Aruban stars with Down syndrome on giant screens Time Square Gardens New York

The month of October is Down Syndrome Awareness Month where we celebrate Down syndrome and let everyone know their abilities and that they are capable of doing anything they set their minds to. To kick off the Down syndrome awareness month, the National Down Syndrome Society (NDSS) held the event Times Square Video Presentation on Sunday, September 20th, 2020. Two Arubans are starring in this event.

The purpose of the video is to promote acceptance and inclusion of these special need children in our society. Shawndre Geerman and Regina Janga of Aruba had the privilege to be featured on the giant screens of Time Square Gardens, which featured over 500 children and young adults.

Since 2013, Hans Geerman, President and Director of the Fundación Sea Bunita Sea Bo Mes, meaning ‘Be beautiful, Be Yourself’, has been working on Aruba to change the way people see individuals with Down syndrome. “We started organizing different events to make the Aruban community more aware of integration and inclusion for people with Down syndrome,” Geerman said to culturaruba. Originally, the foundation operated under the name Ban Papia,, which means ‘Let’s Talk’, until an influential trip to Denver to attend Global Down Syndrome Foundation’s 2015 Be Beautiful Be Yourself Fashion Show, where his son Shawndré modeled. The visit proved so inspirational that Hans decided to bring that experience back to the island. “After the event, we returned to Aruba and sponsored the first Aruba fashion show as Fundación Sea Bunita Sea Bo Mes (Be Beautiful Be Yourself Foundation),” he said. “The show starred members of our community with Down syndrome as models and local business and media personalities as their escorts. The event was a sellout, and the feedback has been positive beyond what we could hope it would be”, as he said in an interview with culturaruba.

National Down Syndrome Society

The NDSS is the leading human rights organization for all individuals with Down syndrome. NDSS was founded 1979 by Barton and Betsy Goodwin when they found out that their daughter Carson Goodwin who was born to in 1978, had Down syndrome. The Goodwins dedicated themselves to gathering as much information as possible and creating opportunities for Carson to grow and learn like any other child. They soon discovered that support and resources available to parents of a child with Down syndrome were very limited. Betsy began collaborating with her close friend, Arden Moulton, and in 1979 the National Down Syndrome Society (NDSS) gained official nonprofit status.

What is Down Syndrome?

In every cell in the human body there is a nucleus, where genetic material is stored in genes. Genes carry the codes responsible for all of our inherited traits and are grouped along rod-like structures called chromosomes. Typically, the nucleus of each cell contains 23 pairs of chromosomes, half of which are inherited from each parent. Down syndrome occurs when an individual has a full or partial extra copy of chromosome 21. This additional genetic material alters the course of development and causes the characteristics associated with Down syndrome. A few of the common physical traits of Down syndrome are low muscle tone, small stature, an upward slant to the eyes, and a single deep crease across the center of the palm – although each person with Down syndrome is a unique individual and may possess these characteristics to different degrees, or not at all.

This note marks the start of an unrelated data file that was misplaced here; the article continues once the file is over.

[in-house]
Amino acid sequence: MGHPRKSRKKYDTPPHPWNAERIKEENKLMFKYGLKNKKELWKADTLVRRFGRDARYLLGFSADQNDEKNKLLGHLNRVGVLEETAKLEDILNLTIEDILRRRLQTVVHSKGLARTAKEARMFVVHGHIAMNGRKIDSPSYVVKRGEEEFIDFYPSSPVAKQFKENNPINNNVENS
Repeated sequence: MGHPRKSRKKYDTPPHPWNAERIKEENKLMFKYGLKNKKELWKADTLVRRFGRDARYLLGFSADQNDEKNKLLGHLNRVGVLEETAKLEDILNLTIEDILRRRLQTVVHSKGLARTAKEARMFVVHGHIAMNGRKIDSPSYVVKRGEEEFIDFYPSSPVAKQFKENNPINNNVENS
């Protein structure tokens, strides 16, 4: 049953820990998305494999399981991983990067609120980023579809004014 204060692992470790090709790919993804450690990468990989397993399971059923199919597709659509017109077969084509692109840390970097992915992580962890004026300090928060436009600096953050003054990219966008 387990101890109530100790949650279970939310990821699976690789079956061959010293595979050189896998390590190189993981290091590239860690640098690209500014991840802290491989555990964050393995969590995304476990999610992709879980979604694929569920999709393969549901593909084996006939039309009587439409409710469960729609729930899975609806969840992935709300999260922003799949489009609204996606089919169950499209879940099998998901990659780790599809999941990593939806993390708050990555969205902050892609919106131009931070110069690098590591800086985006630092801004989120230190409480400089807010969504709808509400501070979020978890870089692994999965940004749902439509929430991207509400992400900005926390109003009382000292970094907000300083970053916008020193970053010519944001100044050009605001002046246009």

How common is Down Syndrome?

According to the Centers for Disease Control and Prevention, approximately one in every 700 babies in the United States is born with Down syndrome, making Down syndrome the most common chromosomal condition. About 6,000 babies with Down syndrome are born in the United States each year.

NDSS Inclusive Education

NDSS advocates for education laws and policies that uphold the rights of individuals with Down syndrome to receive a free and appropriate public education in the least restrictive setting, promote principles and practices designed to improve educational outcomes for students with Down syndrome, protect the safety and dignity of students with Down syndrome and support the development of high quality postsecondary programs for students with intellectual disabilities.

NDSS’ Health and Wellness Program is dedicated to HEALTH, the most important and critical human right.

Health and Wellness includes their National Buddy Walk Program, the premier advocacy event for Down syndrome in the United States and the world’s most widely recognized public awareness program for the Down syndrome community, the Athlete Ambassador Program and Charity Racing Teams, and Healthy Community Programs including Racing for 3.21 on World Down Syndrome Day.